The problem so far has been attracting the attention of investors like insurance-linked security hedge funds, sovereign wealth funds or private equity. But investments by private equity houses in the likes of Pension Insurance Corporation and Rothesay Life show there is interest.
"But capital market investors are looking and thinking ‘gosh, this is this space of the re-insurers, and they have legions of actuaries, and they have millions of life years worth of data'," says Kessler. "So how do they get comfortable with that investment?"
One way is through ‘sidecar' deals that allow investors to effectively freeride on insurer's expertise. These deals, which are common in the property and casualty reinsurance sector, allow investors to co-invest on the same terms and economics as a reinsurer. Although these deals have so far been short duration, Kessler says this kind of deal could be vital to making sure there is enough capacity in the market in future.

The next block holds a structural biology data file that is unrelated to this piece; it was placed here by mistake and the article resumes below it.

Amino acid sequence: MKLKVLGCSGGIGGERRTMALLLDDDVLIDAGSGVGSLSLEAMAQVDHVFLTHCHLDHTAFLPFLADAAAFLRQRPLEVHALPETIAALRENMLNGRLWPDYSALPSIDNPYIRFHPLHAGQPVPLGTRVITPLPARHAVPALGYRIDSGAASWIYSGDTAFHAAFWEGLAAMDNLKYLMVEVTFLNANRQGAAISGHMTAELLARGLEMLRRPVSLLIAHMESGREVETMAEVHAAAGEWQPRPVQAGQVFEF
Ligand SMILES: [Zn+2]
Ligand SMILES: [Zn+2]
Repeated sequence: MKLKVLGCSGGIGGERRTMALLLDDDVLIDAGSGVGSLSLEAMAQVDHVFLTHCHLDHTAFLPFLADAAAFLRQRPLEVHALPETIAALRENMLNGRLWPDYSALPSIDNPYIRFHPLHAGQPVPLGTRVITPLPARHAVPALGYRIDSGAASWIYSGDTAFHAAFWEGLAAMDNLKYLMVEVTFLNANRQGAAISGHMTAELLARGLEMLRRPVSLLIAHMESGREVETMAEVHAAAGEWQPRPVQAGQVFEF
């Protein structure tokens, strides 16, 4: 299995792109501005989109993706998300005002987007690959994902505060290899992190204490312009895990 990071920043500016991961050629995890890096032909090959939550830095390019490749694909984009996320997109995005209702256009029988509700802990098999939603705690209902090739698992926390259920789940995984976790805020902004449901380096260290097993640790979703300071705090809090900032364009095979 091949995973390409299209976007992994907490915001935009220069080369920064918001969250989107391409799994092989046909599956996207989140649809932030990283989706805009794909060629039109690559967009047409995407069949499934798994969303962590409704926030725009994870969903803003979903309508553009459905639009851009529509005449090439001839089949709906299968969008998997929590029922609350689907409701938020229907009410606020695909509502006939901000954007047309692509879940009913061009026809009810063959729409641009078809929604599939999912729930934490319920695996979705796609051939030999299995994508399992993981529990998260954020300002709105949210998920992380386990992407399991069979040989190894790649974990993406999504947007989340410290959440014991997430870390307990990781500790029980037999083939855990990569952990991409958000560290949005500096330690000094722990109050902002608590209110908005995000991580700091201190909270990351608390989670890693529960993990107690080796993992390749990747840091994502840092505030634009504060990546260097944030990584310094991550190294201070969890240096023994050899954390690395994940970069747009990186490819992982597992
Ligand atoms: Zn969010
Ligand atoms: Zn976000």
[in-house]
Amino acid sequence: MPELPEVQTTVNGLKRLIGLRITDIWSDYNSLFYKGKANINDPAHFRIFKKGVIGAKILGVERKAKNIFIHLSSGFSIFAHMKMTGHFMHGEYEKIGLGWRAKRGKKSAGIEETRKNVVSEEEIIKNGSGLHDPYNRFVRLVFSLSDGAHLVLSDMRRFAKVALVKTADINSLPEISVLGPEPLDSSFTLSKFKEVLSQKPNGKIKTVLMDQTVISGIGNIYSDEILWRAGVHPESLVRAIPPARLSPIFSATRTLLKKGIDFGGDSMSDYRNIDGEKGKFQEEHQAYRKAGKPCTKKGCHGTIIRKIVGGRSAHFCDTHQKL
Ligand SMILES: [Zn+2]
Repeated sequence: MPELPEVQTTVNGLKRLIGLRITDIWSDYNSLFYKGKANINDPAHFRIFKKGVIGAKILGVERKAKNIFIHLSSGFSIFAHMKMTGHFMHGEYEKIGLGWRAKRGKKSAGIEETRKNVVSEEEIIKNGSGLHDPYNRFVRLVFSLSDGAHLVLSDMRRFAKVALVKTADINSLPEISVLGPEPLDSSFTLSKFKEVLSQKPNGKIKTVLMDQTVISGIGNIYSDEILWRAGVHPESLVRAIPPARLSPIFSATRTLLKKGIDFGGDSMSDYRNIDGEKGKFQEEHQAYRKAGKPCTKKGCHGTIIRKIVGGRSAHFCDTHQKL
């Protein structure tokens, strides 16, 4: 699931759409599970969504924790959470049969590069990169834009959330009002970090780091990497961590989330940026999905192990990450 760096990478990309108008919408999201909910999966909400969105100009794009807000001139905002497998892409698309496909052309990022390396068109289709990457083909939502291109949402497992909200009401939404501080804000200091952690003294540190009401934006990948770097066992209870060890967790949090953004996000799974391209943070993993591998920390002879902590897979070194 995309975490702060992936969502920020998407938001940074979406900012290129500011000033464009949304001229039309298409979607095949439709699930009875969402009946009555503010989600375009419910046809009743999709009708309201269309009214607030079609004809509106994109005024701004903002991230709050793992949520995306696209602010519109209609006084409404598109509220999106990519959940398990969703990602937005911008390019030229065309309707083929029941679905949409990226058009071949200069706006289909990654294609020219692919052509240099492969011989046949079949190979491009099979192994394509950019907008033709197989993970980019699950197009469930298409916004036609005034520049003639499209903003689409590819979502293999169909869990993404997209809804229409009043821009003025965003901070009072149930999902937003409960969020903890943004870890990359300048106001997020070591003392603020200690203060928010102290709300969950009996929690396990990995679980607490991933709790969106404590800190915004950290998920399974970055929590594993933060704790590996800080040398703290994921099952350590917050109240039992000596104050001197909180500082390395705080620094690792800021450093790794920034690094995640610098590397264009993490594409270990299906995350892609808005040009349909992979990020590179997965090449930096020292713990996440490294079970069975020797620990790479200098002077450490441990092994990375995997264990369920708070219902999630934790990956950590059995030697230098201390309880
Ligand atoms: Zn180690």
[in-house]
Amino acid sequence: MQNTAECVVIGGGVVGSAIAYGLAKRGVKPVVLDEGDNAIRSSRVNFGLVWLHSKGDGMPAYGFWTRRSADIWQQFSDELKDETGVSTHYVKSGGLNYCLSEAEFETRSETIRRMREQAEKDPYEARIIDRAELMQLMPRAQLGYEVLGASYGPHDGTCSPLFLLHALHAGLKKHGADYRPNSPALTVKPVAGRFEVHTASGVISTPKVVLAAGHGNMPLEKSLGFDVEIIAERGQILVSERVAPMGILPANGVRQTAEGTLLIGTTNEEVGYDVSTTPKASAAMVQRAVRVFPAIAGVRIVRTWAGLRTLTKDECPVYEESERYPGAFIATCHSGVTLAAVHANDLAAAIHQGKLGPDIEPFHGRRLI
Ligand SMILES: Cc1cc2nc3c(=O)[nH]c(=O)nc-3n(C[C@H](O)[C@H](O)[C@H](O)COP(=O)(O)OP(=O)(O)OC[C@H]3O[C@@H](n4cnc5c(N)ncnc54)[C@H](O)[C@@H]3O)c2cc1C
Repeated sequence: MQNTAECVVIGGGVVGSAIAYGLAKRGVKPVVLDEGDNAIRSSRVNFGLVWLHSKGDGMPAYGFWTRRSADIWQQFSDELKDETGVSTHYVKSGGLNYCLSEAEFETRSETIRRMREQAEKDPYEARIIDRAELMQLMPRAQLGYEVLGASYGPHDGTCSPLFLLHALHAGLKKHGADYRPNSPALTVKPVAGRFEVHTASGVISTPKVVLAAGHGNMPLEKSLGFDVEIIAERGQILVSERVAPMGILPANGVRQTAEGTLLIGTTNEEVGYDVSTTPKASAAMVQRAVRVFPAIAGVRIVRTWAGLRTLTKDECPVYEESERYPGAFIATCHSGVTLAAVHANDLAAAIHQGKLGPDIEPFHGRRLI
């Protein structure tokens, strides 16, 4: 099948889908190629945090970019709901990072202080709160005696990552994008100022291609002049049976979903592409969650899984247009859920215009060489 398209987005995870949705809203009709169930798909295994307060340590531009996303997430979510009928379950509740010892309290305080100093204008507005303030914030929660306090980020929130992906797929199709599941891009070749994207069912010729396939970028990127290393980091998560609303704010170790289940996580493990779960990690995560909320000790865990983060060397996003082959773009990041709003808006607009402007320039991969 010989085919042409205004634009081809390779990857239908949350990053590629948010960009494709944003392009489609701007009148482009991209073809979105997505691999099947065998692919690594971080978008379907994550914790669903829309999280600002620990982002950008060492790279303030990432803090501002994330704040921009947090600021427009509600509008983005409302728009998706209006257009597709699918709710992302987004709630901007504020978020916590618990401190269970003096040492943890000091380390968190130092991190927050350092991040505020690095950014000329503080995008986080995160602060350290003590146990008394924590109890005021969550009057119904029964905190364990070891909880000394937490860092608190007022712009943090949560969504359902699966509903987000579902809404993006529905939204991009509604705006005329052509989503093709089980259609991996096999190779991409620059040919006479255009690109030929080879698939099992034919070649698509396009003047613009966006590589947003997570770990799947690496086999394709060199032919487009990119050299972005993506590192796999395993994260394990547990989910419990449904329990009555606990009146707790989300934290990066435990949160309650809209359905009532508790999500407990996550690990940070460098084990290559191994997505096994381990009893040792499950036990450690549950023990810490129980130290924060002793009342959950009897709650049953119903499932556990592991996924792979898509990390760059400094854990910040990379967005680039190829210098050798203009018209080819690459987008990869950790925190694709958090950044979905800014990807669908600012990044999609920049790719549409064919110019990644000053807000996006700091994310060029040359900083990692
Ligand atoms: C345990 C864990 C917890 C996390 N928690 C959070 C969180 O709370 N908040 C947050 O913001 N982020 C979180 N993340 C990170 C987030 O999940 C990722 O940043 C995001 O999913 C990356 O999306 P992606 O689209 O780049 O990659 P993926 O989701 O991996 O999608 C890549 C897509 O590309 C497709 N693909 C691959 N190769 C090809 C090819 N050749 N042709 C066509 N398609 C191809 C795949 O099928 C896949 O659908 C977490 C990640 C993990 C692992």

"The key is which investor is willing to stay in for a super long time," she says. "But there are a lot of them. If you look at Apollo [a private equity firm] and their Athene subsidiary, they have started an insurance company and reinsurance company that is focused on annuity risks. So clearly there are folks who are not afraid of how long duration this is."
Further reading: Longevity risk - 'It's the demographics stupid'